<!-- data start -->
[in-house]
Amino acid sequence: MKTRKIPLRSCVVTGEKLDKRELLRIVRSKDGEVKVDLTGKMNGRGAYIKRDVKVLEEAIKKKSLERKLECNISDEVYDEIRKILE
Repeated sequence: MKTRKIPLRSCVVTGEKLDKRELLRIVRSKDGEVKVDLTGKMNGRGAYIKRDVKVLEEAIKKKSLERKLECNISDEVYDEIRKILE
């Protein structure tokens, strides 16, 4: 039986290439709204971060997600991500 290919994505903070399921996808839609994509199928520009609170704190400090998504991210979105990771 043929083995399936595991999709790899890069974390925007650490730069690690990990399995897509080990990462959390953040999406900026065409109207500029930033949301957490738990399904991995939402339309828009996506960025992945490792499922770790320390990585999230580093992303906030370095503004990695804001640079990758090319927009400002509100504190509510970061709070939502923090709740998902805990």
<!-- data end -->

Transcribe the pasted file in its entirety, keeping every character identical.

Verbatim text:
[in-house]
Amino acid sequence: MKTRKIPLRSCVVTGEKLDKRELLRIVRSKDGEVKVDLTGKMNGRGAYIKRDVKVLEEAIKKKSLERKLECNISDEVYDEIRKILE
Repeated sequence: MKTRKIPLRSCVVTGEKLDKRELLRIVRSKDGEVKVDLTGKMNGRGAYIKRDVKVLEEAIKKKSLERKLECNISDEVYDEIRKILE
């Protein structure tokens, strides 16, 4: 039986290439709204971060997600991500 290919994505903070399921996808839609994509199928520009609170704190400090998504991210979105990771 043929083995399936595991999709790899890069974390925007650490730069690690990990399995897509080990990462959390953040999406900026065409109207500029930033949301957490738990399904991995939402339309828009996506960025992945490792499922770790320390990585999230580093992303906030370095503004990695804001640079990758090319927009400002509100504190509510970061709070939502923090709740998902805990």